This screen grab shows a Google Flights results page after typing "flights new york chicago" in the search field.
“Google Travel”: Ever since the search giant bought ITA Software, the company that powers the airfare-search technology for dozens of websites, those two words have struck fear into certain sectors of the travel industry.
If the Tuesday launch of Google Flights is any indication, there’s no need to panic just yet. Designed to combine ITA’s massive databases with Google’s super-fast search capability, the service is clearly a work in progress.
The feature is accessible via two means. Using Google’s main search box, a traveler typing in, say, “flights new york to chicago” will see a “Flights” link on the left side of the results page. Clicking on that brings up outbound-flight options, along with a map, filters and other tools. It can also be accessed directly via Google Flights.
Either way, the results demonstrate both the feature’s pros and cons. On the plus side, it is, as one would expect from Google, blazingly fast. The map also shows fares to alternative cities, a nice touch for those still considering where they want to go.
Those pluses, however, are offset by a clunky design that forces users to click back and forth to compare different flight options, non-intuitive date-flexibility tools and, for now, booking options that are limited to a handful of cities and redirect only to airline-specific websites.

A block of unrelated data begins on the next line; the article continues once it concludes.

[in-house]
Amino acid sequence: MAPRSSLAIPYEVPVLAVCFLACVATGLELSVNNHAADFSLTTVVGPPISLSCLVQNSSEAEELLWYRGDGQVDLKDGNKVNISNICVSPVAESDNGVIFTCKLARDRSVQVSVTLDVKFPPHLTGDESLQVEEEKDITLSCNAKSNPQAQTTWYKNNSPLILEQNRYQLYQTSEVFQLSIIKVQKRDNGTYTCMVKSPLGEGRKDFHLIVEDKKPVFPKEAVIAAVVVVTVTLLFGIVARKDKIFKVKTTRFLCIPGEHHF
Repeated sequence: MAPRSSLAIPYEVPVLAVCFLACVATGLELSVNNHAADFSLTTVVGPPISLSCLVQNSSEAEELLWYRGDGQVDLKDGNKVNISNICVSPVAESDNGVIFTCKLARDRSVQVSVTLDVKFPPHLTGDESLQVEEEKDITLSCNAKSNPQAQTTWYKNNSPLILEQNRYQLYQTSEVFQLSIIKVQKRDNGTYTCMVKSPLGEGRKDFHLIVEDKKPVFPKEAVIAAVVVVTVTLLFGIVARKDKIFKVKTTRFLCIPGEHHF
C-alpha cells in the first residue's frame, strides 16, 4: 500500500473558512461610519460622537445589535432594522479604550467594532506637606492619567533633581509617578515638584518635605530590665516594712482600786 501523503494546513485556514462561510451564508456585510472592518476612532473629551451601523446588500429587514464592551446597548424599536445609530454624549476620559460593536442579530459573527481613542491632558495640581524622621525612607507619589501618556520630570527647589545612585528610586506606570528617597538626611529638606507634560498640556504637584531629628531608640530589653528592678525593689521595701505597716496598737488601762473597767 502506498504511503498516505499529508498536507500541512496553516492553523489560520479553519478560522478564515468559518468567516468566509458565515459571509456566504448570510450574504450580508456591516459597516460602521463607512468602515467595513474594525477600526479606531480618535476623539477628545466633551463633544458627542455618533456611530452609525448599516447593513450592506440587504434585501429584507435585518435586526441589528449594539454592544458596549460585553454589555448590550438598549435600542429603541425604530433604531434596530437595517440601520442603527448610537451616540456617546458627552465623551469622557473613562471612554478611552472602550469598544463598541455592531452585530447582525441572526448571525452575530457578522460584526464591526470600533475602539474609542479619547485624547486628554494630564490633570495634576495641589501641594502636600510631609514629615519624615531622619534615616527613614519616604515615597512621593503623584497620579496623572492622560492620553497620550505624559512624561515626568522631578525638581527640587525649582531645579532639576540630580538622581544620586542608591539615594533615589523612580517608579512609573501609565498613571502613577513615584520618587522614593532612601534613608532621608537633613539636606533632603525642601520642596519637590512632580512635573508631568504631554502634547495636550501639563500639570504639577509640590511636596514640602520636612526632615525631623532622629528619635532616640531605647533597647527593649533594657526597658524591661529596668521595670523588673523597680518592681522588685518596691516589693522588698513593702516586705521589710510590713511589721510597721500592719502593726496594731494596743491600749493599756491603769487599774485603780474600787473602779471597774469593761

Google's flight-search tool also hit turbulence on its first day when it listed New York City's World Trade Center as an airport location, The Sydney Morning Herald reported. The World Trade Center's Twin Towers, which were destroyed in the Sept. 11, 2001, terrorist attacks, once had a helipad — which closed in 1984.
"Our intention with Flight Search is to provide information only about active airports," a Google spokeswoman told the newspaper. "We are removing the WTC code now that we're aware of it and we will look for other airports that need to come out as well."
As Google’s Inside Search blog notes, “This is just an early look, not the final destination.” According to the blog, Google hopes to add more destinations and additional booking options — such as online travel agencies — in the future.
In the meantime, industry players fearing the Google juggernaut can take solace that users may find using Google Flights more confusing than compelling (as this correspondent did).
“I can appreciate that it’s the first iteration but I don’t think it should have been released to the public yet,” said Henry Harteveldt, travel industry analyst with the Atmosphere Research Group. “It’s clearly a case of putting the technology ahead of the traveler.
“They need to take the flight search tool and put it back in the hangar for more work.”
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Rob Lovitt is a longtime travel writer who still believes the journey is as important as the destination. Follow him at Twitter.